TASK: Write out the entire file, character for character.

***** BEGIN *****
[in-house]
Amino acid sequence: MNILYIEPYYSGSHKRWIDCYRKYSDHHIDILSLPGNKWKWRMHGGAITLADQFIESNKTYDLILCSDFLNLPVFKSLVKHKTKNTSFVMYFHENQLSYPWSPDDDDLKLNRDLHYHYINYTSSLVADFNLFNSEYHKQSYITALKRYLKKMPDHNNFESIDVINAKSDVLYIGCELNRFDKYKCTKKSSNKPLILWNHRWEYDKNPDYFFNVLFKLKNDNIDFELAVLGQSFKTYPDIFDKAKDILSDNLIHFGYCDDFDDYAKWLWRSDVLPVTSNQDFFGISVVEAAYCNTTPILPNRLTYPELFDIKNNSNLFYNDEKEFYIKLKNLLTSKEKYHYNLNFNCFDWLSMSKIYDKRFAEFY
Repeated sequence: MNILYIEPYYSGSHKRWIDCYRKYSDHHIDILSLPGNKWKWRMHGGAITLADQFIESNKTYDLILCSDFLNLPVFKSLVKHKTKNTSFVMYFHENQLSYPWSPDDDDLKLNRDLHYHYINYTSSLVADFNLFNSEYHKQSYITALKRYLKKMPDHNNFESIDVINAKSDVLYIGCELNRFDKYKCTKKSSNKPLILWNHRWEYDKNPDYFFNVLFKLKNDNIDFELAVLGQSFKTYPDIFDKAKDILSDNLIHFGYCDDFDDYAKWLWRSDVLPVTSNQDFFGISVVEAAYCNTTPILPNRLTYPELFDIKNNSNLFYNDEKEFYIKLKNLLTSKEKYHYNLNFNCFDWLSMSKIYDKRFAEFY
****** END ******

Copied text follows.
[in-house]
Amino acid sequence: MNILYIEPYYSGSHKRWIDCYRKYSDHHIDILSLPGNKWKWRMHGGAITLADQFIESNKTYDLILCSDFLNLPVFKSLVKHKTKNTSFVMYFHENQLSYPWSPDDDDLKLNRDLHYHYINYTSSLVADFNLFNSEYHKQSYITALKRYLKKMPDHNNFESIDVINAKSDVLYIGCELNRFDKYKCTKKSSNKPLILWNHRWEYDKNPDYFFNVLFKLKNDNIDFELAVLGQSFKTYPDIFDKAKDILSDNLIHFGYCDDFDDYAKWLWRSDVLPVTSNQDFFGISVVEAAYCNTTPILPNRLTYPELFDIKNNSNLFYNDEKEFYIKLKNLLTSKEKYHYNLNFNCFDWLSMSKIYDKRFAEFY
Repeated sequence: MNILYIEPYYSGSHKRWIDCYRKYSDHHIDILSLPGNKWKWRMHGGAITLADQFIESNKTYDLILCSDFLNLPVFKSLVKHKTKNTSFVMYFHENQLSYPWSPDDDDLKLNRDLHYHYINYTSSLVADFNLFNSEYHKQSYITALKRYLKKMPDHNNFESIDVINAKSDVLYIGCELNRFDKYKCTKKSSNKPLILWNHRWEYDKNPDYFFNVLFKLKNDNIDFELAVLGQSFKTYPDIFDKAKDILSDNLIHFGYCDDFDDYAKWLWRSDVLPVTSNQDFFGISVVEAAYCNTTPILPNRLTYPELFDIKNNSNLFYNDEKEFYIKLKNLLTSKEKYHYNLNFNCFDWLSMSKIYDKRFAEFY